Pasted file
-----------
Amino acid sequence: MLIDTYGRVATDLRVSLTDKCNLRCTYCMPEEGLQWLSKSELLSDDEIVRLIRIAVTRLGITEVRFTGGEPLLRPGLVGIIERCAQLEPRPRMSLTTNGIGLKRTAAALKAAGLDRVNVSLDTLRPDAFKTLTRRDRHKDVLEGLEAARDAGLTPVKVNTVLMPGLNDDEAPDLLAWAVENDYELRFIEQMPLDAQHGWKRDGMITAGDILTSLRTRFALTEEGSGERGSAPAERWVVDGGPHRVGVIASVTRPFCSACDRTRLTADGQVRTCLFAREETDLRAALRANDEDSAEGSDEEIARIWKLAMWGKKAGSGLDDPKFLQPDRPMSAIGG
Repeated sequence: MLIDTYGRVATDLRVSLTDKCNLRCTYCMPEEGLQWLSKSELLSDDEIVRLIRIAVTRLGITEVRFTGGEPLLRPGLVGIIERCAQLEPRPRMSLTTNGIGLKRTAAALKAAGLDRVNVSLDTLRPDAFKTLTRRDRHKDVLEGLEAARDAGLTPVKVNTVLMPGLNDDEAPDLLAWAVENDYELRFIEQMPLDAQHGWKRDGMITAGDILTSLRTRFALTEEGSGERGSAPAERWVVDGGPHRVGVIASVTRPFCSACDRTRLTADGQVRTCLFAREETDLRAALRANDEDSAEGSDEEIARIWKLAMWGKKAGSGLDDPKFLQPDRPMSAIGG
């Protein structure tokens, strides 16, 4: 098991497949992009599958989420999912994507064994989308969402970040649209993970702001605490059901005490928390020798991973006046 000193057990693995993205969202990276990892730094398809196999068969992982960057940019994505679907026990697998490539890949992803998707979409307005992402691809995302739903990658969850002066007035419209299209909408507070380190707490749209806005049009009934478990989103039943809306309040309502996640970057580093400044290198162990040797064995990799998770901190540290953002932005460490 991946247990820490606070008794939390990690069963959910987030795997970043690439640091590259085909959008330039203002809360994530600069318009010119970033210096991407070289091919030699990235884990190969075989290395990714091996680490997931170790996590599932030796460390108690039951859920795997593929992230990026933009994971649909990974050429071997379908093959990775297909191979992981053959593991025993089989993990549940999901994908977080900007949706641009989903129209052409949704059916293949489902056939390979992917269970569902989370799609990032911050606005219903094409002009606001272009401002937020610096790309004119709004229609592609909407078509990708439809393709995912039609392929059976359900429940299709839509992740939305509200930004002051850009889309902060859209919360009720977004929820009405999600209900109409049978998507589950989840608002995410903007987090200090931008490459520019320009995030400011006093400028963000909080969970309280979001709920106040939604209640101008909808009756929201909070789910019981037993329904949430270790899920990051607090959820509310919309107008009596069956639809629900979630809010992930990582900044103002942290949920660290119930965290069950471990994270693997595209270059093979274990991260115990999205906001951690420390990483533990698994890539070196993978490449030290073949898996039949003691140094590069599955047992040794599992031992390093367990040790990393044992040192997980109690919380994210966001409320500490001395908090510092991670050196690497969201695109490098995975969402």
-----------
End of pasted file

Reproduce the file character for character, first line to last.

Amino acid sequence: MLIDTYGRVATDLRVSLTDKCNLRCTYCMPEEGLQWLSKSELLSDDEIVRLIRIAVTRLGITEVRFTGGEPLLRPGLVGIIERCAQLEPRPRMSLTTNGIGLKRTAAALKAAGLDRVNVSLDTLRPDAFKTLTRRDRHKDVLEGLEAARDAGLTPVKVNTVLMPGLNDDEAPDLLAWAVENDYELRFIEQMPLDAQHGWKRDGMITAGDILTSLRTRFALTEEGSGERGSAPAERWVVDGGPHRVGVIASVTRPFCSACDRTRLTADGQVRTCLFAREETDLRAALRANDEDSAEGSDEEIARIWKLAMWGKKAGSGLDDPKFLQPDRPMSAIGG
Repeated sequence: MLIDTYGRVATDLRVSLTDKCNLRCTYCMPEEGLQWLSKSELLSDDEIVRLIRIAVTRLGITEVRFTGGEPLLRPGLVGIIERCAQLEPRPRMSLTTNGIGLKRTAAALKAAGLDRVNVSLDTLRPDAFKTLTRRDRHKDVLEGLEAARDAGLTPVKVNTVLMPGLNDDEAPDLLAWAVENDYELRFIEQMPLDAQHGWKRDGMITAGDILTSLRTRFALTEEGSGERGSAPAERWVVDGGPHRVGVIASVTRPFCSACDRTRLTADGQVRTCLFAREETDLRAALRANDEDSAEGSDEEIARIWKLAMWGKKAGSGLDDPKFLQPDRPMSAIGG
């Protein structure tokens, strides 16, 4: 098991497949992009599958989420999912994507064994989308969402970040649209993970702001605490059901005490928390020798991973006046 000193057990693995993205969202990276990892730094398809196999068969992982960057940019994505679907026990697998490539890949992803998707979409307005992402691809995302739903990658969850002066007035419209299209909408507070380190707490749209806005049009009934478990989103039943809306309040309502996640970057580093400044290198162990040797064995990799998770901190540290953002932005460490 991946247990820490606070008794939390990690069963959910987030795997970043690439640091590259085909959008330039203002809360994530600069318009010119970033210096991407070289091919030699990235884990190969075989290395990714091996680490997931170790996590599932030796460390108690039951859920795997593929992230990026933009994971649909990974050429071997379908093959990775297909191979992981053959593991025993089989993990549940999901994908977080900007949706641009989903129209052409949704059916293949489902056939390979992917269970569902989370799609990032911050606005219903094409002009606001272009401002937020610096790309004119709004229609592609909407078509990708439809393709995912039609392929059976359900429940299709839509992740939305509200930004002051850009889309902060859209919360009720977004929820009405999600209900109409049978998507589950989840608002995410903007987090200090931008490459520019320009995030400011006093400028963000909080969970309280979001709920106040939604209640101008909808009756929201909070789910019981037993329904949430270790899920990051607090959820509310919309107008009596069956639809629900979630809010992930990582900044103002942290949920660290119930965290069950471990994270693997595209270059093979274990991260115990999205906001951690420390990483533990698994890539070196993978490449030290073949898996039949003691140094590069599955047992040794599992031992390093367990040790990393044992040192997980109690919380994210966001409320500490001395908090510092991670050196690497969201695109490098995975969402």